Mark Karlberg wrote an article explaining that the current Republication debate in the OPC is a debate between Meredith Kline’s covenant theology and Richard Gaffin’s (note: Not between Kline and Murray).
Mark Jones responded, in scorn. But Jones’ reply was revealing, and it confirmed exactly what Karlberg said.
To clarify, there are at least 3 different groups involved in the debate:
|1||meritorious works||grace through faith||correct|
|2||meritorious works||meritorious works (for typological land)||incorrect|
|3||grace through faith||grace through faith||incorrect|
So when Karlberg says this is a debate between Gaffin’s view and Kline’s view, and he says Kline represents historic reformed orthodoxy, he is correct (in part). Gaffin’s view that the Adamic covenant was not meritorious is not orthodox. (However, some of Kline’s particulars on the Adamic covenant are also not representative of WCF: see comment box)
But Karlberg is incorrect if he means that Kline’s view of the Mosaic covenant represents WCF. It does not.
“It was not a meritorious covenant… Adam clearly could not merit (eternal) life… In my view, the only person who can merit anything before God is Christ because of the infinite value of his person and work… let’s say the Mosaic covenant has a meritorious element. Does that make it a republication of the covenant of works? Not necessarily. After all, you would have to re-define the covenant of works to make it a meritorious covenant.”
Karlberg is correct when he says:
“In terms of the doctrine of New School Westminster, the real question, however, is whether perfect, meritorious obedience was required of the First Adam inaccordance with the probationary test given him in the original Covenant of Works at creation. As leading spokesmen, Gaffin and Shepherd vehemently deny this to be the case. Had Adam kept covenant with God, not yielding to the temptation of Satan in assuming equality with God (specifically in regards to the knowledge of good and evil), he would not have “earned” or “merited” divine blessing, so Gaffin and Shepherd contend. Only the Second Adam, we are told, can merit the reward of the covenant made with his Father on behalf of God’s elect by his own obedience. Hence, Gaffin and Shepherd’s [and Jones’] renunciation of the Reformed-Protestant law/grace antithesis, what is essential to teaching concerning the Gospel of justifying grace. The Gaffin-Shepherd contention is nothing other than the dogma of Neo-orthodoxy, now one of the doctrinal planks in New School Westminster.”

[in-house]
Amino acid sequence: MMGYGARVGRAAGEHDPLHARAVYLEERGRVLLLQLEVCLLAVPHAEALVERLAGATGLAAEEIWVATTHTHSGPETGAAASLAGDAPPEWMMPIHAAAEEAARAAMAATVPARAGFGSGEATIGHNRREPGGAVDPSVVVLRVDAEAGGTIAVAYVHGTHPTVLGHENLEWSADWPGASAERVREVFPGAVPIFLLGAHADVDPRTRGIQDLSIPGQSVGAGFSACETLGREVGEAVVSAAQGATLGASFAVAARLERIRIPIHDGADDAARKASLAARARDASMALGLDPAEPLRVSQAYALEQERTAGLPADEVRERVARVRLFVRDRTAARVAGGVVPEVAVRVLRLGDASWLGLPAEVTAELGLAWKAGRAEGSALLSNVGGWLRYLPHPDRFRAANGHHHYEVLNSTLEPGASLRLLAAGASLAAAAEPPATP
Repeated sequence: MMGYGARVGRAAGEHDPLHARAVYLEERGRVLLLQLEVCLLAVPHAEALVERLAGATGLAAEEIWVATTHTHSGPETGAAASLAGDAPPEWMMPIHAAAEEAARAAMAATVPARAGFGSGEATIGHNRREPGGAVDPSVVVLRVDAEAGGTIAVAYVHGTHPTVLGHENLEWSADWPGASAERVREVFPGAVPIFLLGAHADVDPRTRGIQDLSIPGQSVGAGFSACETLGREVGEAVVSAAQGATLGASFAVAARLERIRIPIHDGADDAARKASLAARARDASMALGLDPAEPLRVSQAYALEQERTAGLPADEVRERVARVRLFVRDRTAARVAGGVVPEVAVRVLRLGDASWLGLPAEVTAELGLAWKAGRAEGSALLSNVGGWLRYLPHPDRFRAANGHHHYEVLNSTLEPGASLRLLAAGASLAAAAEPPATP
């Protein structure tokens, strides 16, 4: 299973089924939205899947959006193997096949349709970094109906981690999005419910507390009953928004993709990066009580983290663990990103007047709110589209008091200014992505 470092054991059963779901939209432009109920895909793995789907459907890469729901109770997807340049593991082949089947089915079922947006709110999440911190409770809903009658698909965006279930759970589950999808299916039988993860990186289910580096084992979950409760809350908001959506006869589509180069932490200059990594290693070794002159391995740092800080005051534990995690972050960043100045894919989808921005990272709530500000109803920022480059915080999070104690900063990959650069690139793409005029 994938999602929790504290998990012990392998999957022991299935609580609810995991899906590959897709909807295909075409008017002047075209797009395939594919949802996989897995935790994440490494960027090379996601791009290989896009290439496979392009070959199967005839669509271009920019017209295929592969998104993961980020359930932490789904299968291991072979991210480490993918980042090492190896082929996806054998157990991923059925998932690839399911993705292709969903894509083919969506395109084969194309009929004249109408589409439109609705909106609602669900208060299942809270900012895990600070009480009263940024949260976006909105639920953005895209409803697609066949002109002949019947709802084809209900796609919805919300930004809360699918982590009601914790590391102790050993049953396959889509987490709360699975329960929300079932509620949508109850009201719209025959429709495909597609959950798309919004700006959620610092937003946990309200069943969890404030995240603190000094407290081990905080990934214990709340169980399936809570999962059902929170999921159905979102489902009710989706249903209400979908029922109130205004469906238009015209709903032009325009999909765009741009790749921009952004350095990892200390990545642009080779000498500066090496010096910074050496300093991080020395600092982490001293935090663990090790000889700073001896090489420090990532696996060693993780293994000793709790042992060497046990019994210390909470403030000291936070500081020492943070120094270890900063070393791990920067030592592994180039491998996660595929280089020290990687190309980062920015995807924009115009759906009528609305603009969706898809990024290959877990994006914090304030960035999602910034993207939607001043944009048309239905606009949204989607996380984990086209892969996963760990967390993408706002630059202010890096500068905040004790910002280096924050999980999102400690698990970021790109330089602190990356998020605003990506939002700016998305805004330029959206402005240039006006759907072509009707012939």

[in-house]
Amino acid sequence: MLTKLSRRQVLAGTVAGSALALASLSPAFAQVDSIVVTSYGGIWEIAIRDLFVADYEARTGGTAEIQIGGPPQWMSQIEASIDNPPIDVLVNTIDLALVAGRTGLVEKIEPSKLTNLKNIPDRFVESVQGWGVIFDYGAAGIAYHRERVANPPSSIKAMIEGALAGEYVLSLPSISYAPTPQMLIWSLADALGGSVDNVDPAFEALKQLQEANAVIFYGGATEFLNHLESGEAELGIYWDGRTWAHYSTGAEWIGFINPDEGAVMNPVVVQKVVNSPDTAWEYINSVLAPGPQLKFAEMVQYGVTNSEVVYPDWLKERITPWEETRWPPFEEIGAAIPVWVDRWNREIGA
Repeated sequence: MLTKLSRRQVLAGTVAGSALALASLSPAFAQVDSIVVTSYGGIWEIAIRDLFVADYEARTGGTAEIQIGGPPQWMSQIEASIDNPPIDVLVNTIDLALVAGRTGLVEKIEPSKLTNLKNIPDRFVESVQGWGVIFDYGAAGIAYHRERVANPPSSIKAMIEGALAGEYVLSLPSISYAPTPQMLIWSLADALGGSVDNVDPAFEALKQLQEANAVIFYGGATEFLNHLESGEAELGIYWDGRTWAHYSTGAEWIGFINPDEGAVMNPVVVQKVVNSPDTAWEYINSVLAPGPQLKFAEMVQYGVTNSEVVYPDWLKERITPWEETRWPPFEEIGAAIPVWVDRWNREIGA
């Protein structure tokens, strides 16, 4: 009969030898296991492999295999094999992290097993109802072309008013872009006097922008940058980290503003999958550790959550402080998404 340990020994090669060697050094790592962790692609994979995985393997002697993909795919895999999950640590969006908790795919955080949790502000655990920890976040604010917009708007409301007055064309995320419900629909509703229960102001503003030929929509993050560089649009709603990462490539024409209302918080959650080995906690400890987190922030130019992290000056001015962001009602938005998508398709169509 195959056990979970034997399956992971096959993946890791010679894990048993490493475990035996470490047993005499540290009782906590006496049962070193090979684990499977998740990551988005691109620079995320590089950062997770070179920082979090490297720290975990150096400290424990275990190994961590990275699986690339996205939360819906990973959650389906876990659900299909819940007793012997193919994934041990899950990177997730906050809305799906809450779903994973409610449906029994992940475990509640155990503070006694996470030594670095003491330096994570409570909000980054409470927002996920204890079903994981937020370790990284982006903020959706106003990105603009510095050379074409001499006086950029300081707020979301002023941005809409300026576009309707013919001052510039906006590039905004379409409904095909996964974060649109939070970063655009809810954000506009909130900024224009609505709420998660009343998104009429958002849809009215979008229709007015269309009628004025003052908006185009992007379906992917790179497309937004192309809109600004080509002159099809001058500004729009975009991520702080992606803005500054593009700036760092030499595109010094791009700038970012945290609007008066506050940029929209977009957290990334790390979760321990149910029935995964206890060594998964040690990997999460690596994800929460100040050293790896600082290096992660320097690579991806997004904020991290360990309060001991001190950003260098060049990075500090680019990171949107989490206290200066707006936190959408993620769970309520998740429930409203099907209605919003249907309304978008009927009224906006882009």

Here’s what Sam Waldron says:
“[T]here is no place in Shepherd’s theology for anything like the dichotomy between law and gospel that lays at the foundation of justification sola fide for the Reformation. If there is no such thing as meritorious works, if Christ’s work was believing obedience, if the obedience of faith is the righteousness of faith, then we are clearly dealing with a system of doctrine that has no way to express the Reformation’s contrast between law and gospel. Such a system cannot consistently affirm the justification sola fide squarely built on this contrast.
Allegiance to The Westminster Confession is often understood as subscription to its “system of doctrine.” The Westminster Confession accurately represents the Reformation system of doctrine when it grounds its soteriology on a contrast between the law (“the covenant of works”) and the gospel (“the covenant of grace”). Shepherd has no place for such a structure in his theology and cannot, therefore, affirm consistently the “system of doctrine” taught in the Confession he cites so often in his writings.
-Faith, Obedience, and Justification: Current Evangelical Departures, p. 186″